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Anonymous asked:

I'm going to be a hs senior so of course I'm looking into where to apply. I know I want to be a doctor so ik I need to work hard in my undergraduate years so I can get into med school I'm just torn where I should go for pre med some schools I'm considering are stony brook, NYU BostonU, northeastern, Johns Hopkins(ultimate reach school) do you have any comments on these schools or others I should look into

 I know very little about any of those universities. What I do know is that Johns Hopkins = Medical School Dream, and that I have three friends one of which went to Stony Brook for undergrad, one went to Johns Hopkins for undergrad, and one went to Boston University for med school. They all seem to have liked their schools very much. 

I on the other hand went to a VERY small state school in the most hick area of the East Coast possible. My program stunk because I had a lot of environmental science requirements even though I was pre-med and of the 50 or so students that started with me I was the only one who graduated Pre-med, three others graduated as biology majors with me (only one of which has gone on to grad school I pin this down to the location of the school more than the quality of education). But, despite it’s small quirks that I loved every minute of it, and unlike most of my med school classmates I actually knew my professors (who wrote lovely recommendation letters) and still keep in contact with them. 

My point is don’t look at big schools just for their names check out smaller schools as well. Undergrads from big schools are just as likely to get into med school as someone from another university (in fact I know people who went to Cornell who couldn’t get into med school so name isn’t everything). If one of those schools seems like the right fit for you go for it, if not look around and find a school where you’ll feel the most comfortable studying at and which one will help you most academically because in the end that’s what matters.

Also, remember to ask the important questions when visiting perspective schools:

 1. How many pre-meds start freshmen year?

2. How many graduate as pre-med?

3. How many students overall go on to med school?

4. What is the average MCAT score?

5. Are there pre-med clubs on campus?

6. What’s the average class size? 

7. Who usually teaches the classes? Professors or TA’s? 

Best of luck! I’m sure you’ll find the school that’s right for you!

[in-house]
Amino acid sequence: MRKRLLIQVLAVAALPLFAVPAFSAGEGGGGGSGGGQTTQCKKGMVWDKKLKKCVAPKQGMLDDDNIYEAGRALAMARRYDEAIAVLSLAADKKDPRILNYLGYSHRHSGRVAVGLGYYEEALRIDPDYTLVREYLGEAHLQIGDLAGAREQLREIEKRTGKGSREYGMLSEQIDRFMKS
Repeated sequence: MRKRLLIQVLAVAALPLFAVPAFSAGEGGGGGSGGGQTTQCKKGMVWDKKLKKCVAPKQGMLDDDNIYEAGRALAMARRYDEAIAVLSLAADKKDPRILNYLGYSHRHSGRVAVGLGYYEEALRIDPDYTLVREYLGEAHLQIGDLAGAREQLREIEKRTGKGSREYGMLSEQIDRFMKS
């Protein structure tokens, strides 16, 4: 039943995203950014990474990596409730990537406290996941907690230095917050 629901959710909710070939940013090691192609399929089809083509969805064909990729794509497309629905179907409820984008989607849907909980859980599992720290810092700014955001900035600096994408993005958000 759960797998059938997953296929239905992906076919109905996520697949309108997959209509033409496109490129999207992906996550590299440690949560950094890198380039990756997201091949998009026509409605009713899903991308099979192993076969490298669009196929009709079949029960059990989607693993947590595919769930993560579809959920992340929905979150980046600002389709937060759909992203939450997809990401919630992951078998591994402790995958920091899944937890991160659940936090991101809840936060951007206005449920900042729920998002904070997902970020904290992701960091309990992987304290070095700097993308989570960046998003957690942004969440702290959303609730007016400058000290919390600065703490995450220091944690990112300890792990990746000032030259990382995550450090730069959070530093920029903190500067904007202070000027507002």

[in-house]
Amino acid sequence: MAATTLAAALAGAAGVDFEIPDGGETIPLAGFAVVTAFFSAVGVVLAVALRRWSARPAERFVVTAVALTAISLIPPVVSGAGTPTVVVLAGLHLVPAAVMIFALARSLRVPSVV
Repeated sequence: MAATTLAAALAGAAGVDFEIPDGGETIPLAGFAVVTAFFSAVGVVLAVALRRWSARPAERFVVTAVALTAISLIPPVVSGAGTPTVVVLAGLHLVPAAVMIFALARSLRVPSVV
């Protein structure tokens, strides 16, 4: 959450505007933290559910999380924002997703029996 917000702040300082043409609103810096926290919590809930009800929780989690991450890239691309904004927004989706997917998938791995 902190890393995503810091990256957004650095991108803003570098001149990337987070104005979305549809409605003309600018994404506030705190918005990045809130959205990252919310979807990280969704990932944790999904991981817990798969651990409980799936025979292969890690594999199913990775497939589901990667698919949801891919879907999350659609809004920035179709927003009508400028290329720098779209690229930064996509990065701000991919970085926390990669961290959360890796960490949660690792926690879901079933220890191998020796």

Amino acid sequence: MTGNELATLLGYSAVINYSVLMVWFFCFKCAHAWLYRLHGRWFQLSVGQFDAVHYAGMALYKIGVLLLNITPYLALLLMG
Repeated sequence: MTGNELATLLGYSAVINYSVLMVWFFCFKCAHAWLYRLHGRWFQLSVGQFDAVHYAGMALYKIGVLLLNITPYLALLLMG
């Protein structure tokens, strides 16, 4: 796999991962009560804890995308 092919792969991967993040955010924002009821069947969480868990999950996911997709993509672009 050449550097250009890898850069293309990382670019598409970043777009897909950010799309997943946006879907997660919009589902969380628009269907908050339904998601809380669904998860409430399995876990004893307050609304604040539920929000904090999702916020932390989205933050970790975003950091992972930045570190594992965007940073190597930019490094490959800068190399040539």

Anonymous asked:

If I plan on going on the pre-Med track, will I still have to take say physics even if I get a 5 on my ap test? Basically what I'm asking is will ap classes exempt me from some of the pre med classes or will I still have to take those classes in college(I'm taking the classes regardless I'm just wondering if I should take the test as a senior)

That depends on the medical school. Some med schools will not accept AP or IB credits but some do- so that’s something you’ll need to look into.

If you take the test and are exempt from taking physics in undergrad then you may still have to take some sort of upper level physics class to meet that requirement. You’ll probably also have to submit your AP scores to AMCAS when you start filling out applications if you use them in lieu of taking the course. 

I know the test costs a bit, but taking it really isn’t going to hurt anything if you have the money for it. Worst case you have to take basic physics again and it will be easy and you’ll do well in it. Plus, your GPA probably won’t complain!

If you’re really concerned the best thing to do would be to call around to a few med schools that you’re thinking about and get a feel for what their policy is on this. 

Best of luck! 


Anonymous asked:

What classes should you take in collage if planning to go to med school

You can take whatever classes you want but as far as pre-req’s are concerned most med schools require: 1 year of biology, 1 year of general chemistry, 1 year of organic chemistry, 1 year of physics, and 1 year of English.

Some also want at least 1 semester of Biochem, 1 semester of calculus, and 1 semester of biostats.